The Tao of Bridget

How Bridget Jones and the gals of chick lit teach us what's sacred about sex, chocolate, gossiping, drinking, and smoking.

BY: Interview by Deborah Caldwell


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Often the spiritual figures who are held up are very extreme--for example, Mother Teresa. People can admire her, but it's very difficult to


her. So I think people are searching for models who are closer to who they are, are searching for people like Bridget who is clearly in love with the world in every which way. How can we gain a sense of spirituality through that loving? I think it's found in many traditions, but I think often the spiritual role models are the more extreme characters as opposed to everyday people.

Tell me about chocolate spirituality.

When I was writing the book, I was thinking that my chocolate habits were much like Bridget's cigarette habits or her drinking habits. I don't smoke, but I do eat a lot of chocolate. And so I recognized the fact that if you put a box of chocolate in front of me, 30 minutes later it will be gone. And I realize that's kind of extreme; so I thought that was a funny thing I had in common in Bridget.

So in other words, it's like the pure bliss of enjoying the chocolate is the spiritual moment?

I talk about chocolate because I eat it to the extreme, much like Bridget drinks to the extreme. That's my little vice.

Speaking of vices, why is sex spiritual?

Because we make it that way. Bridget and her friends, and everyone on

Sex and the City

, and all these other women characters in chick lit novels are all having sex outside marriage. So one of the things I was looking to do was to figure out, How do we incorporate this experience into our spiritual lives? Because people tend to divorce their sex life and their spiritual life, since religion teaches that marriage is the only legitimate place for sex.

I went searching through the different traditions looking for some kernel of wisdom that would affirm what women are experiencing in their sex lives before they get married-if they get married at all. And I really was not able to find anything. So one of the conclusions that I came to was, "OK, if religion is not going to do this for us, we're living our lives in a way that people really haven't done before. We're not getting married until we're in our 30s or 40s or ever and so if we're going to be having sex and we want that to be incorporated into our spiritual lives, then we're the generation that's going to have to figure out how to make that sacred. Because no one else has done that for us. And so I am saying, Let's figure out how to do this.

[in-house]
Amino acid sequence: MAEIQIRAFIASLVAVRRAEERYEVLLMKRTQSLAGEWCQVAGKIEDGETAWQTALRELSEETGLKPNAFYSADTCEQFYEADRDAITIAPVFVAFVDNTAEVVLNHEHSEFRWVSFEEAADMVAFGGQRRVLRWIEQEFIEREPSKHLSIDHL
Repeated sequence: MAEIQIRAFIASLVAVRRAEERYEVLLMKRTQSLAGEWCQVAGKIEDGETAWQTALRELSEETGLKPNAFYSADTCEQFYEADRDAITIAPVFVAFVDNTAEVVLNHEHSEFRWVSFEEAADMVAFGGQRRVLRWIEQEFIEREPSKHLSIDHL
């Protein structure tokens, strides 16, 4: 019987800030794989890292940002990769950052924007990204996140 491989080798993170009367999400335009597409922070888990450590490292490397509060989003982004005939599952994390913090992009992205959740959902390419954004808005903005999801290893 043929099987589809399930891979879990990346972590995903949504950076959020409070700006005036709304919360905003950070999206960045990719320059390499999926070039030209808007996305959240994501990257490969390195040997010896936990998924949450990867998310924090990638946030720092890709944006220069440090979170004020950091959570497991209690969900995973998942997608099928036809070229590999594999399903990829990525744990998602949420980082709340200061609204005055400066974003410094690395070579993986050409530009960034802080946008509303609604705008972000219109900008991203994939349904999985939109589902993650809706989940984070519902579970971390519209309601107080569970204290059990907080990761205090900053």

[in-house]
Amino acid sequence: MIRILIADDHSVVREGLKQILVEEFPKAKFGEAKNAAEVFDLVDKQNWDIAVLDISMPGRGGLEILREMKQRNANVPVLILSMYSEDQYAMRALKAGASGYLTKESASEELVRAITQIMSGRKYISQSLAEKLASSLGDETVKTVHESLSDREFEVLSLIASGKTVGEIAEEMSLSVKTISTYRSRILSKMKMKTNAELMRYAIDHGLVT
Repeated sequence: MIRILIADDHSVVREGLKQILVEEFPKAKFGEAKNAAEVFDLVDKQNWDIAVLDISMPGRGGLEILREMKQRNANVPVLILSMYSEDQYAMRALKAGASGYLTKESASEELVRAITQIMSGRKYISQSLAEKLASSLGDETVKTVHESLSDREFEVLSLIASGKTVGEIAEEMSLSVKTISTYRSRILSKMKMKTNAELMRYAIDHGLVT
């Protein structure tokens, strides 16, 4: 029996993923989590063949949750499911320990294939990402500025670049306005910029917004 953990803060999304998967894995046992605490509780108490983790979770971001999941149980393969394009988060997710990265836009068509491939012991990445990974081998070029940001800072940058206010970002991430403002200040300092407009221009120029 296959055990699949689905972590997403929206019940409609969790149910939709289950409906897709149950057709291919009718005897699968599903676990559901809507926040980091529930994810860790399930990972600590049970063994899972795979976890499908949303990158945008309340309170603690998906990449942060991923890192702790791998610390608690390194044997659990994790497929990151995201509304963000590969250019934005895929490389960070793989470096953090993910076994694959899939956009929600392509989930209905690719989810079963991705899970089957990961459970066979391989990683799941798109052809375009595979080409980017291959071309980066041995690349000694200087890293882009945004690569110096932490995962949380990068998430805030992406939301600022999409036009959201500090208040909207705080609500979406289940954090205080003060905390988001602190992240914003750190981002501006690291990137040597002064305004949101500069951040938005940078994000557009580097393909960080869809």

What did you conclude?

It literally has to come from us. I admire

Elaine Pagels'

understanding of authority and the fact that we need to remember that we're the authors of our own authority. There's a self that's implied there. You can give yourself authority. You have the authority to believe in someone. Can we stand with our own sense of authority and affirm sexuality as a spiritual thing? There is tons of literature within religious traditions that affirms sexuality. There's erotic poetry, there's all kinds of wonderful things about sexuality and marriage. One of the things I think we need to do is take that poetry, take that work done on marriage about the importance of sexuality and open that up beyond marriage to apply to our sex lives outside of marriages. I think that's a place to begin.

In your book, you also bring up Sex and the City. You suggest that the four characters' sitting around a table and telling dating stories is a spiritual act. Why?

Spiritual practices are not just about sitting down and praying by yourself. There's a fellowship aspect. You come together in community, over conversation, over dinner, over a shared something that everybody has an affinity for. Traditionally, people came together in community in worship services, in religion. I think young people today are not necessarily seeking it in the walls of a church or a synagogue. So we come together in dinner parties. And one of the questions I was trying to challenge my readers to think about is, Can we look at some of the things we do in community with our friends as having a spiritual significance, as a kind of ritualistic practice? I think that's something we need to think about. Because spirituality isn't just an individual thing, it's also a communal thing.

It seems you're trying to reflect what's happening in the culture spirituality, but then you are also trying to push our theology a bit.

I'm definitely pushing boundaries. This book is meant to be subversive. People believe the religious figures we look up to are supposed to be saint-like. And Bridget's no saint. But neither are we. So one of the things I'm trying to do is to say, OK, we can get these ideal portraits of what it means to be a woman in religion, but that doesn't change the fact that we're real women who have real issues and we're living lives that are very, very different from the women who have gone before us. And how do we reshape our sense of spirituality to fit where we are?

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